Salvation from Gleneagles?
By Zack Jeh
July 15, 2005
What about the vexing issues that reside on the African side of the equation (debilitating graft in officialdom, pervasive nepotism, absence of transparency, indifference to fiscal frugality, etc) , the dramatic reduction which are moral and technical imperatives if aid is to dent ubiquitous poverty? Will Africans meet the G8 halfway by at least slaying the beast of continental hunger in a decade? Or will it be the same decade from now, prompting a quantum jump in the index of misery? Will fair critics of failure be rejoined with tired cries of Africa bashing? Will apologists for failure bemoan the manifesto for debt relief? A good document for debt relief is not a proxy for prudent behavior.
Development aid’s shortfalls outdistance successes too many times in Africa that cynics describe it as a zero sum exercise. The current aid regime with its archaic cold war accent has shortchanged the economic program, producing white elephants and sapping initiative while viewing colossal graft and incompetence with staggering apathy. The sad result is political stability is the exception and grinding poverty and regression the norm in huge swaths of Africa-potential grounds for terrorism’s recruits. Witness Somalia, where a state akin to the Dark Ages obtains. In Liberia and Sierra Leone, goons governed for close to a quarter century, rendering armed crime gangs formidable players in the body politic. In Congo, lawlessness reigns in most of the country.
In fashioning an effective framework for debt relief, the prevailing aid paradigm must be retired. The G8 must be quite selective in dispensing relief. Should Angola, brimming with diamonds and oil, but managed by a corrupt regime, be a beneficiary of G8 largesse? What about Nigeria, an OPEC member, whose vast oil wealth ends up in the Swiss bank accounts of dictators and government ministers? Robert Mugabe has ruined agriculture to clobber dissent, how should debt relief be used to penalize his tyranny and not the people of Zimbabwe? And Sudan, where the inane ambition to build a theocratic state enlists mindless brutality and acts of genocide?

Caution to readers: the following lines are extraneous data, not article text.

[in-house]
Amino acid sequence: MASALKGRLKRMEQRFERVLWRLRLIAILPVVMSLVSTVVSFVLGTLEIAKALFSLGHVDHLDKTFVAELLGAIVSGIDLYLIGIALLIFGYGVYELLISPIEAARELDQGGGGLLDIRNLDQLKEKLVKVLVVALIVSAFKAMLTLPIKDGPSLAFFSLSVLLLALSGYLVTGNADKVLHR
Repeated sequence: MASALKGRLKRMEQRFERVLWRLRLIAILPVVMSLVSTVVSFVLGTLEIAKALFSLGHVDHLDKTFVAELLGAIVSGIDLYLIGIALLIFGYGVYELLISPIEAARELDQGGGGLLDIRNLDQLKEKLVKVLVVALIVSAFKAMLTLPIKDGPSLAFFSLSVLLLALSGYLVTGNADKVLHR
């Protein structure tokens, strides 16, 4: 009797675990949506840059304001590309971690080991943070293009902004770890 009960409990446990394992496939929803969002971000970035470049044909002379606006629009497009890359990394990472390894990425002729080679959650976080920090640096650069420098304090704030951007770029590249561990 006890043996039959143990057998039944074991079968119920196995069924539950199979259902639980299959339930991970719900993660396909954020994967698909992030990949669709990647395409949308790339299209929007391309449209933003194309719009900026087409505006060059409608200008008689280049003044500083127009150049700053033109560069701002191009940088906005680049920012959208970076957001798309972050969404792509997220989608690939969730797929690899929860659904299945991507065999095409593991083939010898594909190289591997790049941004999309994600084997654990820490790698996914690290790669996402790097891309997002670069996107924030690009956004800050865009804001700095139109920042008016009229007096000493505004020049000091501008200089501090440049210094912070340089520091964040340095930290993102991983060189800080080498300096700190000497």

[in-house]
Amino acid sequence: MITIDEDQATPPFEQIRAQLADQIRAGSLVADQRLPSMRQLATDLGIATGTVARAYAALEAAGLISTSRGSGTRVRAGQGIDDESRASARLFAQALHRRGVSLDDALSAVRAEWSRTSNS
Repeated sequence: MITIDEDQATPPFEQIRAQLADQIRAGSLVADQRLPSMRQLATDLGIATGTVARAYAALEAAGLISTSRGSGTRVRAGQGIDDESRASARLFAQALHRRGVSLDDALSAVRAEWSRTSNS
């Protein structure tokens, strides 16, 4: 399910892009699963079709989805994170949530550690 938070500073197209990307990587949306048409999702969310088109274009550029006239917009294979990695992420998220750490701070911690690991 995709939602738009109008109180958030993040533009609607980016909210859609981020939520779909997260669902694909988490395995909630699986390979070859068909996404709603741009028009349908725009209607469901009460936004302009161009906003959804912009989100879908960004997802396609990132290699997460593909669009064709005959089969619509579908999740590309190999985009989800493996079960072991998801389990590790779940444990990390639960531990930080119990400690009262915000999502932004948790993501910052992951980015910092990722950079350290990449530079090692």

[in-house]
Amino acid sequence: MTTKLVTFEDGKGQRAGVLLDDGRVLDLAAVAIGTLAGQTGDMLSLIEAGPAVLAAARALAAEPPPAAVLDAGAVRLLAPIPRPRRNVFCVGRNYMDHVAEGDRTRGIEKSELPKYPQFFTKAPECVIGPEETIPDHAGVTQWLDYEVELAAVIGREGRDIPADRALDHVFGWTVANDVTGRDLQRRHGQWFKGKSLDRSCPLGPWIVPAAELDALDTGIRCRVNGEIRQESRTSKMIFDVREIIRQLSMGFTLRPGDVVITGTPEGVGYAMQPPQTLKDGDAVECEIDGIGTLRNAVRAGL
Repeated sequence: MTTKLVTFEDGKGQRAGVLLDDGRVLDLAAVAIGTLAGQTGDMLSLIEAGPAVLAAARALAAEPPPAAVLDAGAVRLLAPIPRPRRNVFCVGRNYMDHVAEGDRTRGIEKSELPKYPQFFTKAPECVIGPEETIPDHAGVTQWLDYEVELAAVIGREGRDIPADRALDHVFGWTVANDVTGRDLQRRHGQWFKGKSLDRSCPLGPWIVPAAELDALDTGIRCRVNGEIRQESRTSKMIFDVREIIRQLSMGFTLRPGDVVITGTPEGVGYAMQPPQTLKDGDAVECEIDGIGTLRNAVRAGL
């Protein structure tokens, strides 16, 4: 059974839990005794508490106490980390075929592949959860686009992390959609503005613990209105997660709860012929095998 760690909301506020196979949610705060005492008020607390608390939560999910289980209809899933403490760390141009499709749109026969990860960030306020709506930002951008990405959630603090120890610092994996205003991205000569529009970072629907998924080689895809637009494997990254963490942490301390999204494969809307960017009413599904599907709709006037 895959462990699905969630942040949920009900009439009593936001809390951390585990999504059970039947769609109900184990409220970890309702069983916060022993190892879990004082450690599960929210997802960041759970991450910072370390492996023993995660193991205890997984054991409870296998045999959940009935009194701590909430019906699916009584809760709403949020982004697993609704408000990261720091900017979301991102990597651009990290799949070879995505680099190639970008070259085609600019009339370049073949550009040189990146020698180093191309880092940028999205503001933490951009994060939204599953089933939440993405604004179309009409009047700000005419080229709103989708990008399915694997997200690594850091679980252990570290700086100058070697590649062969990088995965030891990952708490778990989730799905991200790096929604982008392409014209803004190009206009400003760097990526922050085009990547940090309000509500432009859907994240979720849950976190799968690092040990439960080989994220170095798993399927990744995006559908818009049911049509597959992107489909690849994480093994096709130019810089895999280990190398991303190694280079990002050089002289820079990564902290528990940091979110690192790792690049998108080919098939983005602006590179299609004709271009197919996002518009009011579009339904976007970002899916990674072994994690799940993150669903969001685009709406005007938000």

Europeans , especially, because of colonialism’s foibles must not see
debt relief as a guilt trip but rather as an exercise in market development
and a strategic counter to global terrorism-a grand bargain in which the good
guys always win. Where poverty is self-inflicted the G8 must point this out;
where graft and ineptitude are barriers to an effective assault on poverty non-governmental
organizations may hold greater promise. Projects that engender self-help should
receive the lion’s share of relief: that means starving misguided military
programs and boondoggles; it also means quota and timetables must be insisted
upon and met. Of course, insistence on transparency and accountability will
lead to fervid cries of the loss of sovereignty. In exchange for aid something
The lunch of debt forgiveness must not be free.
Debt relief as an antidote to Africa’s advancement is an illusion that has great appeal, yet history teaches otherwise. Societies that have made great strides in the last hundred years have nurtured stability, a culture of initiative, science and technology, the rule of law, and free trade-generosity by former colonial masters did not do it. There are things magnanimity by the G8 cannot do. The road to African development does not begin in Europe; it runs from the Cape of Good Hope to Cairo and points in between.
Walter Rodney, the West Indian intellectual, theorized how Europe under-developed Africa, now it is Africans that are raping Mother Africa, rendering a highly endowed continent the poster child for the worst in the human condition.